In this present study, 97% of patients had either a large or giant sized VS. Ninety percent of patients had no useful hearing at the time of presentation. In contrast to certain western literatures,[12],[13] majority of our patients sought medical attention at a stage when they developed disabling cerebellar ataxia (88.4%) and/or the symptoms of raised intra-cranial pressure.

Pre-operative ventriculo-peritoneal shunt is not required in majority of the patients, but some patients report late with signs of raised intra-cranial pressure requiring emergency shunt procedures. In the present study the pre-operative shunt was done in 8 patients at our center and 14 patients had shunt done elsewhere before they were referred for definitive surgery. The incidence of preoperative shunt was as high as 66% in the series reported by Ramamurthi et al.[5]

Complete tumor excision was achieved in 96.5% (250/259) of the patients. Yamakani et al,[14] reported complete tumor excision in 86% patients by retro-mastoid approach for large acoustic tumors. Lanman et al reported a higher rate (96.3%) of total removal by the trans-labrynthine approach.[13] Ebersold et al[15] achieved total tumor resection in 97.2% (249/256) by retro-mastoid approach for tumors of all sizes. Samii et al[16] have reported complete excision in 97.9% patients by sub-occipital trans-meatal approach.

Anatomical preservation of facial nerve was achieved in 79.2% (198/250) patients. In the giant category facial nerve preservation was 76.5% (108/141) and in the large category was 81.3% (83/102) and 100% (7/7) for medium size tumors. In some western literatures the anatomical preservation rate is 80-90% with the removal of large tumors either by the trans-lybrinthine approach[13],[17],[18] or by the retro-mastoid approach.[12],[16],[19] Other authors have reported the anatomical preservation of the facial nerve for tumors > 4 cms ranging from 89% to 92% by trans-labyrinthine approach[20],[21],[22],[23] and 78%-94% by sub-occipital-retro-sigmoid approach[19],[23] Samii and Matthias reported preservation rate of 87% with tumor size >3 cm until 1988, but in most recent 200 cases preservation rates rose to 94% independent of tumor size.[23] Moreover in our series after 1995 (in recent 166 cases) we have achieved facial nerve preservation rate of 84.3% observing that experience results in better outcome. The preservation rate was 69% (58/84) until 1995 and had subsequently increased to 84.3% (140/166) [Figure - 2]. This data confirms that there is a learning curve for surgery of VS. According to Whittaker et al a surgeon operating less than 12 cases per year cannot expect to get equal results of large series.[24] The size of the tumor, is one of the important factors responsible for the preservation of the facial nerve, having a reciprocal relationship i.e. larger the size of tumor lesser the chances of preservations[9],[13],[19] was also observed in this present study.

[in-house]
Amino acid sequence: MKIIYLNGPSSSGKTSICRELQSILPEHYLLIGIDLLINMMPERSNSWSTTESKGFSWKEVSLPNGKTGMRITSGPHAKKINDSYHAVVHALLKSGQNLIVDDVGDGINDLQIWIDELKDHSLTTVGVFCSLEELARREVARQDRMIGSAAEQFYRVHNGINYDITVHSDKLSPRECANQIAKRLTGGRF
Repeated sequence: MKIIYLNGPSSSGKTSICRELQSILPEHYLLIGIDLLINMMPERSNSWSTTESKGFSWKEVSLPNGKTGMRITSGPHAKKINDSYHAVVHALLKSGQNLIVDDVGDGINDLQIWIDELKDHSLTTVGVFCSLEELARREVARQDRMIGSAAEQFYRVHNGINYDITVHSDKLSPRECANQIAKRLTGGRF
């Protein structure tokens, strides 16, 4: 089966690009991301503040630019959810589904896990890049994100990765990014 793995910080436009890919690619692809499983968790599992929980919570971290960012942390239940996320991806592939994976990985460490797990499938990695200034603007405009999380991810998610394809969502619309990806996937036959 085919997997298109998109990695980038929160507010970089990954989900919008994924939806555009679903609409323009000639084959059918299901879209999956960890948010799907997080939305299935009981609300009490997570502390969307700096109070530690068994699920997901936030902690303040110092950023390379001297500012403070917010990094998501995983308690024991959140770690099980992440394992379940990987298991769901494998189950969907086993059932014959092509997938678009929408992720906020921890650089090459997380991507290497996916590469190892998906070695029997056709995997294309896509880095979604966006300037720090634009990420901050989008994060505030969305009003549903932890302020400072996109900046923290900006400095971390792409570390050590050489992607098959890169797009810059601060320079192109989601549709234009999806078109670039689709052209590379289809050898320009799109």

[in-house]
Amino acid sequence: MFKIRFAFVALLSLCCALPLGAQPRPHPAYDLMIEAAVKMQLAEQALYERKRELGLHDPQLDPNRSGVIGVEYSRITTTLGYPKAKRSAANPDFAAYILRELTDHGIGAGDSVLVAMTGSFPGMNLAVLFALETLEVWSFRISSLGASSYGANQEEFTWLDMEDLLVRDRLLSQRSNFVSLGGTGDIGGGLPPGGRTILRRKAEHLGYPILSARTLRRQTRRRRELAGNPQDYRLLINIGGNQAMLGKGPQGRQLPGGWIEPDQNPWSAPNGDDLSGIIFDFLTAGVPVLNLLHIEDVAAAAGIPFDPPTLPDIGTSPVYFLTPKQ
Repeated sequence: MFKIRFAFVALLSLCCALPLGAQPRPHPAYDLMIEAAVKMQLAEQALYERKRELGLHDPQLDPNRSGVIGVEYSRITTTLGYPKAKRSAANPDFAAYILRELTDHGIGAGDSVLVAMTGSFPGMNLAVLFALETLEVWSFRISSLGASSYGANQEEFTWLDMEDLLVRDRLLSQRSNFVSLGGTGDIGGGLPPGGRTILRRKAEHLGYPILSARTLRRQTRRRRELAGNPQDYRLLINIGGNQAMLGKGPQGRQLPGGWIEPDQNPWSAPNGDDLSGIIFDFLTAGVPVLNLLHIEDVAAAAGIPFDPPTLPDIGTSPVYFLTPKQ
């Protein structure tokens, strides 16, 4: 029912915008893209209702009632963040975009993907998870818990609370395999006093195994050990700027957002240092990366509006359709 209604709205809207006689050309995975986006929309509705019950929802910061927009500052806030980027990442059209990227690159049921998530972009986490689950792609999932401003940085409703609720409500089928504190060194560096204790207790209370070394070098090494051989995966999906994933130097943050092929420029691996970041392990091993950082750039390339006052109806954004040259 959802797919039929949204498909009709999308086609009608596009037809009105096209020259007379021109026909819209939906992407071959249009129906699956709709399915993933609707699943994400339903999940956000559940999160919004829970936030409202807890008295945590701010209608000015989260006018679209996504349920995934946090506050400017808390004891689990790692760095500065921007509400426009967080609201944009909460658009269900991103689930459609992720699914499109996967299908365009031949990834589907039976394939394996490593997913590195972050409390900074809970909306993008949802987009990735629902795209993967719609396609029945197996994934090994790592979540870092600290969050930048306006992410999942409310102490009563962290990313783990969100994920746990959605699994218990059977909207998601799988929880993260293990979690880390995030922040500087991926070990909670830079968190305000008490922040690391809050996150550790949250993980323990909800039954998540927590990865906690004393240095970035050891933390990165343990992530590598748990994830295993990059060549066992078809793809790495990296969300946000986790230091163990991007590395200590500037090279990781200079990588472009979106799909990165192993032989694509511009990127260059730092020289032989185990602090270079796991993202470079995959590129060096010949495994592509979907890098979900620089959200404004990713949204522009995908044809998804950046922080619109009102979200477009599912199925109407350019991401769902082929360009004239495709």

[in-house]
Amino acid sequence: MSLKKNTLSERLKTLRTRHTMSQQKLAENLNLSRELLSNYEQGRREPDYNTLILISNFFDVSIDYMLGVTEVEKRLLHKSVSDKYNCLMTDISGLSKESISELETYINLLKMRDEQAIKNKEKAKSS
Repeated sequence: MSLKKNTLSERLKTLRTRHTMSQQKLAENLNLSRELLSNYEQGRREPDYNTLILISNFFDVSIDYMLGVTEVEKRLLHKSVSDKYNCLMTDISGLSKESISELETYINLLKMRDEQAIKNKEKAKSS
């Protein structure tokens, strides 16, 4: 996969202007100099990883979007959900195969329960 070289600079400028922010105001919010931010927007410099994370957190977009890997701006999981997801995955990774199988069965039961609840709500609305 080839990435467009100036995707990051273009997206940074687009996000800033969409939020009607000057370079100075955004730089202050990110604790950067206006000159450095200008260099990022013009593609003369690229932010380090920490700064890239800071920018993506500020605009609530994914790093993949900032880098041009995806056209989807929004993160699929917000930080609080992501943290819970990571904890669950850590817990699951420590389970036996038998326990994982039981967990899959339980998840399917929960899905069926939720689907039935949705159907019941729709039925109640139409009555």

In the present study 10.4% (27/259) patients had pre-operatively useful hearing. Post-operative hearing could be preserved in 8 of these27 patients (29.6%) in spite of their giant size in 1, large in 4 and medium in 3 patients. Though the retro-mastoid approach gives the surgeon great opportunity for saving hearing in small sized tumors, but in tumors more than 4 cm, the post-operative hearing is usually very poor as observed by Ebersold et al,[19] who reported no post-operative hearing in any of patients with tumor size more than 4 cm. According to Samii et al, patients with large tumor (30 mm x 20 mm) hearing were preserved in 23.6% (78/330).[7] Almost all authors agree that hearing preservation is more likely with smaller tumors with good pre-operative hearing.[25],[26],[27],[28],[29],[30],[31] Whittaker and Luetje are of the opinion that hearing preservation attempts should be made for tumors below 2 cm in diameter with the patient fully informed. By fully informed means that the patient understands that some hearing may be preserved in 30%-50% of cases (depending on tumor size), and that 30% of this number will have unexplained deterioration later, leaving some permanent hearing impairment; and probably only 7% to 9% of the total group will find hearing useful.[24] This delayed worsening of preserved hearing was observed by Goel et al.[32]

The reported incidence of cerebrospinal fluid leak ranges between 0% and 30%, with the average approximately 12%, although making comparisons between published series is difficult because of the various methods and reporting criteria used by different authors.[33] In the present study 4% (10/250) of patients had cerebrospinal fluid leak with 3 patients requiring surgical repair and the incidence is at par with the series published by Yamakani I et al,[14] recently. However the incidence of associated meningitis in our study is slightly more (8%) as compared to some of the recent series (between 3.7 to 9.2%)[13],[17],[18],[22],[34]

Although loss of cochlear and seventh nerve function are two of the major cranial nerves injuries that can occur during the surgery, there are risks of injury to lower cranial nerves in large and giant sized tumors, which can complicate the post-operative course. Judicious use of nasogastric tube feeding and planned tracheostomy can avoid major respiratory complications post-operatively. The incidence of lower cranial nerve paresis has been reported to range from 1.5% to 5.5%[8],[13],[16],[19] against 6.8% in the present study.